Steven Spielberg refused to subtitle Spanish in West Side Story to avoid giving ‘English the power’

During an interview with IGN, the legendary filmmaker discussed the importance of inclusive casting in his film adaptation of the classic.

Steven Spielberg refused to subtitle the Spanish dialogue in West Side Story to avoid giving “English the power”.

During an interview with IGN, the legendary filmmaker discussed casting choices for his new film adaptation of the classic stage musical, revealing his strict guidelines for casting the Sharks, who are Puerto Rican.

The 74-year-old filmmaker recalled telling casting director Cindy Tolan that he was not “going to entertain any auditions that aren’t (descended from) parents or grandparents or (are) themselves from Latinx countries.”

Spielberg put specific emphasis on looking for Puerto Rican actors, with his team ultimately hiring 20 performers from Puerto Rico or part of the Puerto Rican diaspora of New York.

He told the publication that the casting decision “was very important and goes hand-in-hand with my reasoning for not subtitling the Spanish” in the film.

“If I subtitled the Spanish I’d simple be doubling down on the English and giving English the power over the Spanish,” he explained. “This was not going to happen in this film. I needed to respect the language enough not to subtitle it.”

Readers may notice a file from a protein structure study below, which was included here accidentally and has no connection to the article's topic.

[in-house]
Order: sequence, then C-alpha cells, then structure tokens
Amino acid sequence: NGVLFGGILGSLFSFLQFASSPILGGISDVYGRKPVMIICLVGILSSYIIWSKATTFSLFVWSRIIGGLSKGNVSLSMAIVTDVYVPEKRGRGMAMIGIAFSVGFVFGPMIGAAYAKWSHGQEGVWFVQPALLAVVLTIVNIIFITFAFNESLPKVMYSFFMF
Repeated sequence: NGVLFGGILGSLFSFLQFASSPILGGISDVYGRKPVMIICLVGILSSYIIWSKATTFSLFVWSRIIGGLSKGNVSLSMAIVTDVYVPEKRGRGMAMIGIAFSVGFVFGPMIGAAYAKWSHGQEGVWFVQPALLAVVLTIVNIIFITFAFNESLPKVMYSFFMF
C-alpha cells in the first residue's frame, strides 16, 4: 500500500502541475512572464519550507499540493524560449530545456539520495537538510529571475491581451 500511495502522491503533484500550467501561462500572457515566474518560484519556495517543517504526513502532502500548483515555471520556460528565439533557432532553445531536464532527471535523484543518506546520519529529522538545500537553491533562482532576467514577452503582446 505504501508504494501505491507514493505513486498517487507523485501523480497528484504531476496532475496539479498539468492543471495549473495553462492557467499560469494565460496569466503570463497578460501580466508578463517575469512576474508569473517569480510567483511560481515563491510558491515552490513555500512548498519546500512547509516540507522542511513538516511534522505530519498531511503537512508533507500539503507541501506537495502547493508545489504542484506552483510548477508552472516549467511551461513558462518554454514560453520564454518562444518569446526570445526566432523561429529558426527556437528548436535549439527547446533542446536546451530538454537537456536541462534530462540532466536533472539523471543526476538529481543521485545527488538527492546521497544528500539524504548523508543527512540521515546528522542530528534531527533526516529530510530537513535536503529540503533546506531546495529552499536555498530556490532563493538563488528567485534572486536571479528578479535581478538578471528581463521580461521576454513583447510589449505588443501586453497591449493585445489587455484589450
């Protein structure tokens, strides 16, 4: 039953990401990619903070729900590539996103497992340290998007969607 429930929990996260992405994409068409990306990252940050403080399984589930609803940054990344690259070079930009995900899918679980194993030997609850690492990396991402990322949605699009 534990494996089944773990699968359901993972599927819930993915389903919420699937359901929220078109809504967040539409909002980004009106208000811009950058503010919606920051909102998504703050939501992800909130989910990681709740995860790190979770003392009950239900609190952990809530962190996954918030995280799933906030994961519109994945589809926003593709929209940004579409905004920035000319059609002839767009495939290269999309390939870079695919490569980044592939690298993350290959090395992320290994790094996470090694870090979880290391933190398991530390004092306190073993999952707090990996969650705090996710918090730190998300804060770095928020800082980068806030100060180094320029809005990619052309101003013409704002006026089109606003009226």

West Side Story, which hits theatres on Friday, comes 60 years after the original film adaptation, which has since drawn criticism for casting non-Latinx actors in Latinx roles and for darkening the skin tone of lead actress Rita Moreno, who returns in the remake as a shopkeeper.

Spielberg told Talking Movies on BBC Radio 4 that he wanted his version to “get it right” in terms of diversity, inclusion and representation.

“First thing I said was every single Shark, boy and girl, needs to come from the Latinx communities. And without fail,” he said. “We just wanted for this movie to get it right.”

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